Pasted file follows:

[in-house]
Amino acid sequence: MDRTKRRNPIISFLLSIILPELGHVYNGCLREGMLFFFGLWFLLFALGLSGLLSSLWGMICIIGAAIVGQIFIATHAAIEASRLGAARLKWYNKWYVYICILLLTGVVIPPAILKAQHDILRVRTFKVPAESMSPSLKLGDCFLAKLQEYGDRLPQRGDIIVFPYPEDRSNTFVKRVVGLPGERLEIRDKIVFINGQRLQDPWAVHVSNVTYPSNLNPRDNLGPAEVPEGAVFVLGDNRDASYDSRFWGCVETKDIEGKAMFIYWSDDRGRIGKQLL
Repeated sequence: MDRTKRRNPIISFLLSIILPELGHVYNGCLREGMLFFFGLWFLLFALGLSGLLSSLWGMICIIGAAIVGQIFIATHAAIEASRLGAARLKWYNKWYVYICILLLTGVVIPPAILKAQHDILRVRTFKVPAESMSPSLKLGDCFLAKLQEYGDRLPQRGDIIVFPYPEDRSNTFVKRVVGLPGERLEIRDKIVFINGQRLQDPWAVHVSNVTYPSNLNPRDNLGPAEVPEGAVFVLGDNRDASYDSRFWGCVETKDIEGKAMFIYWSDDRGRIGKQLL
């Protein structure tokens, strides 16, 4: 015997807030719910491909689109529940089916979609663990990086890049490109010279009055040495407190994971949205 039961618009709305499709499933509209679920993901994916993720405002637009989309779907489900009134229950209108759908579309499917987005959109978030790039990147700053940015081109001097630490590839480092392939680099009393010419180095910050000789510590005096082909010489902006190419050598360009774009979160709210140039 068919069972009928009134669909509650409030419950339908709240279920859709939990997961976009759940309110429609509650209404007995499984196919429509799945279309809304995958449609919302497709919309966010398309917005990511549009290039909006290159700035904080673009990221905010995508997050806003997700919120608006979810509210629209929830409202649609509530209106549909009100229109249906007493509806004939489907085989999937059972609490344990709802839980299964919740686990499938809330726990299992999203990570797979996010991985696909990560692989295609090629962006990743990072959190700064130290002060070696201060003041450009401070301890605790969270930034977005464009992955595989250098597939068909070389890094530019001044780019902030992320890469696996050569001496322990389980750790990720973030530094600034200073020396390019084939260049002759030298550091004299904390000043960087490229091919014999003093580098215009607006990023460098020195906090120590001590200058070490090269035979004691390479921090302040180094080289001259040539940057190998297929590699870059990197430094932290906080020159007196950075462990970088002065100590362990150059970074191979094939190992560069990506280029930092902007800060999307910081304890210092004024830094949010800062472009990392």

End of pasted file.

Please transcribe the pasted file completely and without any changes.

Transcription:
[in-house]
Amino acid sequence: MDRTKRRNPIISFLLSIILPELGHVYNGCLREGMLFFFGLWFLLFALGLSGLLSSLWGMICIIGAAIVGQIFIATHAAIEASRLGAARLKWYNKWYVYICILLLTGVVIPPAILKAQHDILRVRTFKVPAESMSPSLKLGDCFLAKLQEYGDRLPQRGDIIVFPYPEDRSNTFVKRVVGLPGERLEIRDKIVFINGQRLQDPWAVHVSNVTYPSNLNPRDNLGPAEVPEGAVFVLGDNRDASYDSRFWGCVETKDIEGKAMFIYWSDDRGRIGKQLL
Repeated sequence: MDRTKRRNPIISFLLSIILPELGHVYNGCLREGMLFFFGLWFLLFALGLSGLLSSLWGMICIIGAAIVGQIFIATHAAIEASRLGAARLKWYNKWYVYICILLLTGVVIPPAILKAQHDILRVRTFKVPAESMSPSLKLGDCFLAKLQEYGDRLPQRGDIIVFPYPEDRSNTFVKRVVGLPGERLEIRDKIVFINGQRLQDPWAVHVSNVTYPSNLNPRDNLGPAEVPEGAVFVLGDNRDASYDSRFWGCVETKDIEGKAMFIYWSDDRGRIGKQLL
């Protein structure tokens, strides 16, 4: 015997807030719910491909689109529940089916979609663990990086890049490109010279009055040495407190994971949205 039961618009709305499709499933509209679920993901994916993720405002637009989309779907489900009134229950209108759908579309499917987005959109978030790039990147700053940015081109001097630490590839480092392939680099009393010419180095910050000789510590005096082909010489902006190419050598360009774009979160709210140039 068919069972009928009134669909509650409030419950339908709240279920859709939990997961976009759940309110429609509650209404007995499984196919429509799945279309809304995958449609919302497709919309966010398309917005990511549009290039909006290159700035904080673009990221905010995508997050806003997700919120608006979810509210629209929830409202649609509530209106549909009100229109249906007493509806004939489907085989999937059972609490344990709802839980299964919740686990499938809330726990299992999203990570797979996010991985696909990560692989295609090629962006990743990072959190700064130290002060070696201060003041450009401070301890605790969270930034977005464009992955595989250098597939068909070389890094530019001044780019902030992320890469696996050569001496322990389980750790990720973030530094600034200073020396390019084939260049002759030298550091004299904390000043960087490229091919014999003093580098215009607006990023460098020195906090120590001590200058070490090269035979004691390479921090302040180094080289001259040539940057190998297929590699870059990197430094932290906080020159007196950075462990970088002065100590362990150059970074191979094939190992560069990506280029930092902007800060999307910081304890210092004024830094949010800062472009990392």